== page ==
Long Distance Solo Cross Country
Today was a huge achievement. After much preparation I finally flew my long distance cross country flight.
Requirement: 1 solo cross country flight of at least 150nm total distance with full stop landings at 3 points and one segment of at least 50nm between T/O and landings.
I spent a chunk of my evening the day before the flight mapping it out and getting all my navigation points in check. This made the flight itself so much easier the day of!
What a beautiful flight it was (look at the pictures below)!
The flight was to the gorgeous Oregon coast towards Tillamook, then north up to my fist stop: Astoria Regional Airport. This section alone of the flight made the entire trip worthwhile. It was such a lovely day that the water and the ground with the reflection of the sun just lit up.
After playing around the area of Astoria, I made my way over to another new airport for me: Kelso Airport (Southwest Regional Airport). I followed this up by making a direct through the Battleground VOR (BTG) back home to Troutdale.
The flight was busy with new airports and procedures happening, however I was able to relax a bit to and take some great shots.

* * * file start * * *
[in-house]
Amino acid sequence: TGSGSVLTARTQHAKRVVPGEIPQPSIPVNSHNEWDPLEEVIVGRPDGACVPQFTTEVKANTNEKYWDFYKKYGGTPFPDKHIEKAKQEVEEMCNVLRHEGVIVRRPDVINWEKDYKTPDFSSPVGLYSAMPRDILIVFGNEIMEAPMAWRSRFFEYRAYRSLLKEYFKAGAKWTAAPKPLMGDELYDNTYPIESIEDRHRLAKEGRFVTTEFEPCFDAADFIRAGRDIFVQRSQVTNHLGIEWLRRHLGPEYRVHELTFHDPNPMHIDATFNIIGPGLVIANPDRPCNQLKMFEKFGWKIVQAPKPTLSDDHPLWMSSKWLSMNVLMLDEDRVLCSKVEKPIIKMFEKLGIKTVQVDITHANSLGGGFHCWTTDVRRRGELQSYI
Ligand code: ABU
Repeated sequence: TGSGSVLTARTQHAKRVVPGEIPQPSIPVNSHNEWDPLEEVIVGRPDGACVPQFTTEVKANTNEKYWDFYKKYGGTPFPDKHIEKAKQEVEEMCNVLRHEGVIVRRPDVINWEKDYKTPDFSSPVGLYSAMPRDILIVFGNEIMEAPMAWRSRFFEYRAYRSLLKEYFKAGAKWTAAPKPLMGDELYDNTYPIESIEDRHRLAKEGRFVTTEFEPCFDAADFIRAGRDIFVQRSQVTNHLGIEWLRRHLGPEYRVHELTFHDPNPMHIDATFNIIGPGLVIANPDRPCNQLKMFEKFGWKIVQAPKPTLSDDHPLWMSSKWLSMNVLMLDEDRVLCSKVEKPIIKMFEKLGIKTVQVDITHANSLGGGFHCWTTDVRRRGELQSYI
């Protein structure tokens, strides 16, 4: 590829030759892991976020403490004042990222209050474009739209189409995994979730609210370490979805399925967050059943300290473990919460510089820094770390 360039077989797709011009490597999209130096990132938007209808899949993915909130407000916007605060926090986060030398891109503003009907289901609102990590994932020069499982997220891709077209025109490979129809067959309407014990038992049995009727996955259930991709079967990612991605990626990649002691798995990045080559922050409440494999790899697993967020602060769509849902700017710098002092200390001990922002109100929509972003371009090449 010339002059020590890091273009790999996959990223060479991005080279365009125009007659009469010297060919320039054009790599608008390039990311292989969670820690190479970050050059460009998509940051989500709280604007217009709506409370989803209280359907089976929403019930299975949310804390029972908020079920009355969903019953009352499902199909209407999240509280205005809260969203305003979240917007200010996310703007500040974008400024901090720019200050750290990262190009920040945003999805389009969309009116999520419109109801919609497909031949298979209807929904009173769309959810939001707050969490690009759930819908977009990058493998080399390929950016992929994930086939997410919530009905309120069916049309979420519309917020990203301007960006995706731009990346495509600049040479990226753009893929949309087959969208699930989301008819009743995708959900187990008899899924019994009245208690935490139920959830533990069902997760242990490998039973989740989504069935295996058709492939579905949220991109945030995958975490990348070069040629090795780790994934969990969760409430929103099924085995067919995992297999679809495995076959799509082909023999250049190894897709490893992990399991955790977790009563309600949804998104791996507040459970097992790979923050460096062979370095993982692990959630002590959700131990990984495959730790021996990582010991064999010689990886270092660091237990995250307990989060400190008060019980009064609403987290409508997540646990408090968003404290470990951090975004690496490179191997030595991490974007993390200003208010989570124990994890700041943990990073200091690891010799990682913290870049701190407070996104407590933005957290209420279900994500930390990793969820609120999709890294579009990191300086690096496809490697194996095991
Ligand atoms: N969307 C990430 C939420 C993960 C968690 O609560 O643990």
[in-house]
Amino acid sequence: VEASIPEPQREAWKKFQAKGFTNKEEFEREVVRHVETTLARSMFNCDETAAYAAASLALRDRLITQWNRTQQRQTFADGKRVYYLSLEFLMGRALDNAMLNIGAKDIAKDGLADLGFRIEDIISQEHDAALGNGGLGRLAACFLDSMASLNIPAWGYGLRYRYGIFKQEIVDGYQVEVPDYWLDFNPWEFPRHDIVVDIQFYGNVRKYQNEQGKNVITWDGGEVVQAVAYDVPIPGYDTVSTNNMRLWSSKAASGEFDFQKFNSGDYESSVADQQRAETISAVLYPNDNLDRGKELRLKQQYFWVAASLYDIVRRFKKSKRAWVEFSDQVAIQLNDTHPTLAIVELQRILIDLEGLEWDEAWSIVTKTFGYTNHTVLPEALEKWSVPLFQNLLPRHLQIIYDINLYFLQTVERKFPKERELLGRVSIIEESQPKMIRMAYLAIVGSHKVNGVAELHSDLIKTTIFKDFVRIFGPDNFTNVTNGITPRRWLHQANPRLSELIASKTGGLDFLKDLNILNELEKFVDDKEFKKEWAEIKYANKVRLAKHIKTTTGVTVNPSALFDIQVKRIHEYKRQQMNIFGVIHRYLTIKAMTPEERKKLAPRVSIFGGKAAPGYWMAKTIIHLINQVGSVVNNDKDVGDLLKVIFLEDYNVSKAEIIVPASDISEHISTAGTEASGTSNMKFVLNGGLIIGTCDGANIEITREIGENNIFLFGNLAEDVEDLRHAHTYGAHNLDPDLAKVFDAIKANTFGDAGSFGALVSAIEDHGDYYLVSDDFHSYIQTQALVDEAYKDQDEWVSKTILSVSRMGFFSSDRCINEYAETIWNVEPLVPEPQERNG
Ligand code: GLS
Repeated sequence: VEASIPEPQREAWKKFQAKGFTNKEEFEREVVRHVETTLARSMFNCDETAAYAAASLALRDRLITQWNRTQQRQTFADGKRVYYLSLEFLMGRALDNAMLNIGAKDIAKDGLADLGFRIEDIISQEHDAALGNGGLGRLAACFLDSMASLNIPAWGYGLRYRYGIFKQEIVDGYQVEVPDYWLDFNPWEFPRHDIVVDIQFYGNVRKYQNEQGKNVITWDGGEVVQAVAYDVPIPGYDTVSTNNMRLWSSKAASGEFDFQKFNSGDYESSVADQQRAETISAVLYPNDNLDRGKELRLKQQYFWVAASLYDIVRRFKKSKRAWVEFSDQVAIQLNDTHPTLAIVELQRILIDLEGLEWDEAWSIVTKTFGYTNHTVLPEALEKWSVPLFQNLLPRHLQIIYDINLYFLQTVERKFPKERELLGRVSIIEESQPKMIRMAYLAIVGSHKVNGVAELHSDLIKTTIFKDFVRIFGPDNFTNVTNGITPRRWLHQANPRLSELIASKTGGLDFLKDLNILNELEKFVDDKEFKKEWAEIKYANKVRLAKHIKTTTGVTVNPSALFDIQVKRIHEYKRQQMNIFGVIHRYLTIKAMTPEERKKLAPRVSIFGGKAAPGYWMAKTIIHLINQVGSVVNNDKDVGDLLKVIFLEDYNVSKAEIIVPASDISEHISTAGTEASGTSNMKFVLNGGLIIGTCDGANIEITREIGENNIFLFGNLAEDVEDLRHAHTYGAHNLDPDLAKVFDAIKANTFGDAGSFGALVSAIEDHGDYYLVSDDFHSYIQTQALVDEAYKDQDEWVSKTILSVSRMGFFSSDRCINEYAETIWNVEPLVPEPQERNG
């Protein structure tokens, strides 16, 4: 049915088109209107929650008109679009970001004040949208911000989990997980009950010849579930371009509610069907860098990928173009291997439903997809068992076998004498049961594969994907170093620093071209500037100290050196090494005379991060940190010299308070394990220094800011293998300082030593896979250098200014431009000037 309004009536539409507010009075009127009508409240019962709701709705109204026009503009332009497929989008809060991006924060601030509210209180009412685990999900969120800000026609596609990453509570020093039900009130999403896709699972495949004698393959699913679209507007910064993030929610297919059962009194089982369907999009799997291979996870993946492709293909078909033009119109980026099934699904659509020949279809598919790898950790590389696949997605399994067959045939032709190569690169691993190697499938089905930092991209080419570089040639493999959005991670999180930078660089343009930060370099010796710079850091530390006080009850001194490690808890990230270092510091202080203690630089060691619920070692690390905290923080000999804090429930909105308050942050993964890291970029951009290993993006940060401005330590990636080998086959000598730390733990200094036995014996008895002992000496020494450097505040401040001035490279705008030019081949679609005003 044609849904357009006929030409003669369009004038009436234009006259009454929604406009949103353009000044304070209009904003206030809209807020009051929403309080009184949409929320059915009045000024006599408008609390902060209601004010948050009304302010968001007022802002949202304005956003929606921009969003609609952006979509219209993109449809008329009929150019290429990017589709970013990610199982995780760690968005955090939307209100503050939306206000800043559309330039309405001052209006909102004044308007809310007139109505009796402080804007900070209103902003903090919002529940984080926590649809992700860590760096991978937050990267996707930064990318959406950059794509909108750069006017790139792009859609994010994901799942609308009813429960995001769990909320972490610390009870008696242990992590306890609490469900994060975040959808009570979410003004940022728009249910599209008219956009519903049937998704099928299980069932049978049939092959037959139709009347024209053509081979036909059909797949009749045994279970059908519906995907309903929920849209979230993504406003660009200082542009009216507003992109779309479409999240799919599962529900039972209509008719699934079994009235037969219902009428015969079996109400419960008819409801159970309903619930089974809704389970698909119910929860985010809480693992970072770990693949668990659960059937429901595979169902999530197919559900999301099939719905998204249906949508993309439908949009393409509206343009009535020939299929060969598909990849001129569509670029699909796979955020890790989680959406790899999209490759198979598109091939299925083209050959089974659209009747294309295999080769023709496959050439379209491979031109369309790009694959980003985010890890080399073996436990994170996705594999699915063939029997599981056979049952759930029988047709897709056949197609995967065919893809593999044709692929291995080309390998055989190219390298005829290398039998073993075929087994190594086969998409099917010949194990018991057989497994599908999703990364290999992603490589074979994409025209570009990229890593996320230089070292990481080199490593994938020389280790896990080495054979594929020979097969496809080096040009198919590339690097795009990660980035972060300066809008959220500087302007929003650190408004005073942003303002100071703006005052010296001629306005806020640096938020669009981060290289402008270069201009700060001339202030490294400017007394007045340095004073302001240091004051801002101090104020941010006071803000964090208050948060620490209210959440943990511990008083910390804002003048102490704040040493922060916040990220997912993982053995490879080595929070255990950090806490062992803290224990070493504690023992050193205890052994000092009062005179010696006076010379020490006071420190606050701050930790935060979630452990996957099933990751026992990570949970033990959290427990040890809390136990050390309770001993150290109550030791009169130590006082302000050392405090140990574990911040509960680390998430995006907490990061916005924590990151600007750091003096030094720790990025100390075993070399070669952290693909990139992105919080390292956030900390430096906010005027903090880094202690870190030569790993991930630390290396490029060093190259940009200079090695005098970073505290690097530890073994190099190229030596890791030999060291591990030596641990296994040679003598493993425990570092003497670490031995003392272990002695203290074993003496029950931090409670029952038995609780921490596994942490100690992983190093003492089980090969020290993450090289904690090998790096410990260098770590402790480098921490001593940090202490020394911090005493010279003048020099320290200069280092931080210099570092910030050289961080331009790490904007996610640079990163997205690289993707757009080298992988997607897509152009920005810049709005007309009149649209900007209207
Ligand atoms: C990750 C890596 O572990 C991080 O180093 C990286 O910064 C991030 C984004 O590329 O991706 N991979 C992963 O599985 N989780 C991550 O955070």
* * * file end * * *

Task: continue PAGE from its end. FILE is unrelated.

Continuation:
I feel navigating with VORs is much easier now than it was when I first started figuring them out.
Along with flying to some new airports, I also learned a new procedure: logging a flight plan in the air.
Using the McMinnville RCOs around the area, on my journey up from Tillamook over to Astoria, I logged a flight plan from Astoria to Kelso to Troutdale. This was surprisingly easier than I was expecting. I gave them all the information I already had written down and when I was taking off from Astoria I activated the flight plan.
My time was pretty much spot on when I landed into Troutdale, and though I forgot to close my flight plan before shutting the plane down, I did get the radios back on and closed my plan to avoid any rescue teams being called out.
The majority of my flight was navigating using VORs with the legs from Tillamook up to Astoria over to Kelso all being pilotage without using any aids. Just comparing my navigational chart (map) to the ground.
This was by far one of my best flights I’ve ever had and though it wasn’t cheap, it was something I’ll remember for quite a while. I realize even more that I can’t wait to wrap this license up so I can share it with my friends and family!
Until then – keep looking to the sky!
Flight Time: 2.5 Hours
May 1, 2013 / Jason /
Categories: Private Pilot Completion
- Total Flight Time: 218.5 Hours
- Pilot In Command Time: 125.7 Hours
- Solo Time: 100.8 Hours
- >50NM Cross Country Time: 60.5 Hours
- >50NM Cross Country Time (Solo): 27.8 Hours
- Night Time: 7.1 Hours
- Simulated Instrument Time: 4.8 Hours
- Landings (Day/Night): 521 (499/22)
- Flight Training Received: 92.8 Hours
- Ground Training Received: 30.8 Hours